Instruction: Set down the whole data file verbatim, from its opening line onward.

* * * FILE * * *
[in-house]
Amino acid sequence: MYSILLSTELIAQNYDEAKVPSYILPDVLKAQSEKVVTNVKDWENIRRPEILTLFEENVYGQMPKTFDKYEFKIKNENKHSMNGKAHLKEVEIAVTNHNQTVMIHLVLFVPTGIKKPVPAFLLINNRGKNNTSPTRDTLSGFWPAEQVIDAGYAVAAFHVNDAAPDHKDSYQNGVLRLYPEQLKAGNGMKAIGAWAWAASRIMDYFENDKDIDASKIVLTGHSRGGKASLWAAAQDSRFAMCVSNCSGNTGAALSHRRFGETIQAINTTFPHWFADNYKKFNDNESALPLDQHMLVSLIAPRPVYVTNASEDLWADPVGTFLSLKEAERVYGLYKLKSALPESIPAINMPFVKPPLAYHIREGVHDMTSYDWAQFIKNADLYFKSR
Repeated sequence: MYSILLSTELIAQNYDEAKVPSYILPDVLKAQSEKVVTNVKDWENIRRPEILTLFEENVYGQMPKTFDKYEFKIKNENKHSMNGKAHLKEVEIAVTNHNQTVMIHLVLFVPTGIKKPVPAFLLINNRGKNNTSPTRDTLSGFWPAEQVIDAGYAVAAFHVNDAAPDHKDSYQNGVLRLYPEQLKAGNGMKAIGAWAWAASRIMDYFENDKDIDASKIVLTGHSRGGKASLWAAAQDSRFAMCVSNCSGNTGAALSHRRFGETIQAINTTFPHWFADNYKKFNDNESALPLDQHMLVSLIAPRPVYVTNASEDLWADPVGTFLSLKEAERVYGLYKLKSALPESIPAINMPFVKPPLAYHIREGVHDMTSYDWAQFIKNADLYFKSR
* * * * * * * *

[in-house]
Amino acid sequence: MYSILLSTELIAQNYDEAKVPSYILPDVLKAQSEKVVTNVKDWENIRRPEILTLFEENVYGQMPKTFDKYEFKIKNENKHSMNGKAHLKEVEIAVTNHNQTVMIHLVLFVPTGIKKPVPAFLLINNRGKNNTSPTRDTLSGFWPAEQVIDAGYAVAAFHVNDAAPDHKDSYQNGVLRLYPEQLKAGNGMKAIGAWAWAASRIMDYFENDKDIDASKIVLTGHSRGGKASLWAAAQDSRFAMCVSNCSGNTGAALSHRRFGETIQAINTTFPHWFADNYKKFNDNESALPLDQHMLVSLIAPRPVYVTNASEDLWADPVGTFLSLKEAERVYGLYKLKSALPESIPAINMPFVKPPLAYHIREGVHDMTSYDWAQFIKNADLYFKSR
Repeated sequence: MYSILLSTELIAQNYDEAKVPSYILPDVLKAQSEKVVTNVKDWENIRRPEILTLFEENVYGQMPKTFDKYEFKIKNENKHSMNGKAHLKEVEIAVTNHNQTVMIHLVLFVPTGIKKPVPAFLLINNRGKNNTSPTRDTLSGFWPAEQVIDAGYAVAAFHVNDAAPDHKDSYQNGVLRLYPEQLKAGNGMKAIGAWAWAASRIMDYFENDKDIDASKIVLTGHSRGGKASLWAAAQDSRFAMCVSNCSGNTGAALSHRRFGETIQAINTTFPHWFADNYKKFNDNESALPLDQHMLVSLIAPRPVYVTNASEDLWADPVGTFLSLKEAERVYGLYKLKSALPESIPAINMPFVKPPLAYHIREGVHDMTSYDWAQFIKNADLYFKSR